Types of Insurance Organizations
The two most common types of insurance companies are:-
Stock company: - it sells stock to stockholders to raise the money necessary to operate the business. Stockholders are not necessarily insured by the company, and insured ones' do not necessarily own stock in the company. The company is in the business of selling insurance. Profits attributed to the operation of the company are returned as dividends to the stockholders, not the insured ones.
Nothing prohibits stockholders from buying insurance from their own company or insured ones from buying shares of stock issued by their insurer. However, ownership of the company is completely independent from any contractual relationships the company has with policyholders as a provider of insurance.
Mutual insurance Company: - functions differently than a stock company. In a mutual company, there are no stockholders and the policyholders collectively are the owners of the company. As owners, they can vote to elect the management of the company.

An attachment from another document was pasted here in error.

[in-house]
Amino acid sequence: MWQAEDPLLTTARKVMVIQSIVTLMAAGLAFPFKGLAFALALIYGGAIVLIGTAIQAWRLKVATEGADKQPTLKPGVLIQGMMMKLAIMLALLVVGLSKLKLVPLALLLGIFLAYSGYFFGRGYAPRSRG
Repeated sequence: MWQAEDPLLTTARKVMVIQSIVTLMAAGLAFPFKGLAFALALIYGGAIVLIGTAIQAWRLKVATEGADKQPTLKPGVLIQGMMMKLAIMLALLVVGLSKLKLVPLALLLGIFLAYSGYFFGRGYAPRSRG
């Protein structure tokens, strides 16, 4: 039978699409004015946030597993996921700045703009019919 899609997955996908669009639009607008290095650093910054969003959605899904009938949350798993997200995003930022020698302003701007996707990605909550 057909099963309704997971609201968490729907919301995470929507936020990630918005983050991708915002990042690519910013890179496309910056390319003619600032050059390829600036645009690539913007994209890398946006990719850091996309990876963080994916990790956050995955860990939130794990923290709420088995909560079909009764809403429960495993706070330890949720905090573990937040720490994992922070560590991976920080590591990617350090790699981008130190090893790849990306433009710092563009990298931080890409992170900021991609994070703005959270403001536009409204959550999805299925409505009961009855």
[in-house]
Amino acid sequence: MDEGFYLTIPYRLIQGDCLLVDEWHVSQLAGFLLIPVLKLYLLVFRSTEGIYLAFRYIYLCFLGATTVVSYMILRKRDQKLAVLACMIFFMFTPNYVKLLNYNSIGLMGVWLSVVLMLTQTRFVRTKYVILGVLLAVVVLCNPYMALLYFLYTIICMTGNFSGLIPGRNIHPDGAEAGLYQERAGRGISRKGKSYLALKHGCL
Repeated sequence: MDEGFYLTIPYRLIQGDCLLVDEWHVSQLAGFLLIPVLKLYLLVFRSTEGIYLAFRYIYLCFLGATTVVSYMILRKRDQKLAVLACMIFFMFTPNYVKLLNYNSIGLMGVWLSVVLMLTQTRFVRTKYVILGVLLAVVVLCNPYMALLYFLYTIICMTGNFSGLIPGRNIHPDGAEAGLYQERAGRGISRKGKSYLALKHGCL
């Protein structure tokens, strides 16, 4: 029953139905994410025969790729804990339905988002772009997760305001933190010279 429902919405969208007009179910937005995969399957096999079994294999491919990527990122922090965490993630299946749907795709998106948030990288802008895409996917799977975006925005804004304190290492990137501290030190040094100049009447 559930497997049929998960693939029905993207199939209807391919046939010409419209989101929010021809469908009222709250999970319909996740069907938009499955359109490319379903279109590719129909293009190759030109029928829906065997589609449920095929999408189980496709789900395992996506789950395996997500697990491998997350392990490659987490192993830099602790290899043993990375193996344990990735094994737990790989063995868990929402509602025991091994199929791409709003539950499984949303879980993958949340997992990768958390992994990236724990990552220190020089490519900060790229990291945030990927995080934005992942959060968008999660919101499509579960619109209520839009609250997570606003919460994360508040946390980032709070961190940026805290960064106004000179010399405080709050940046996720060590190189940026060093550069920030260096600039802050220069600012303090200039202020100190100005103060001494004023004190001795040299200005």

Profits are returned to the insured ones in the form of dividends or reductions in future premiums.
Most mutual companies are advance premium companies that charge non-assessable premiums--that is, policy-owners are never required to pay anything in addition to their premiums even if losses for the group exceed the amounts paid in during the policy period. The cost of coverage from an assessment company will vary each policy period and can be small or large depending on the experience of the group.
Both stock and mutual companies are incorporated. Their marketing practices and internal operations are nearly identical. Their structures differ only in the areas of corporate ownership and management control.
Scottish Life Insurance is a stock company.
Lines of Insurance
A way of classifying insurance companies is by the type of insurance policies they write. Insurance coverages are...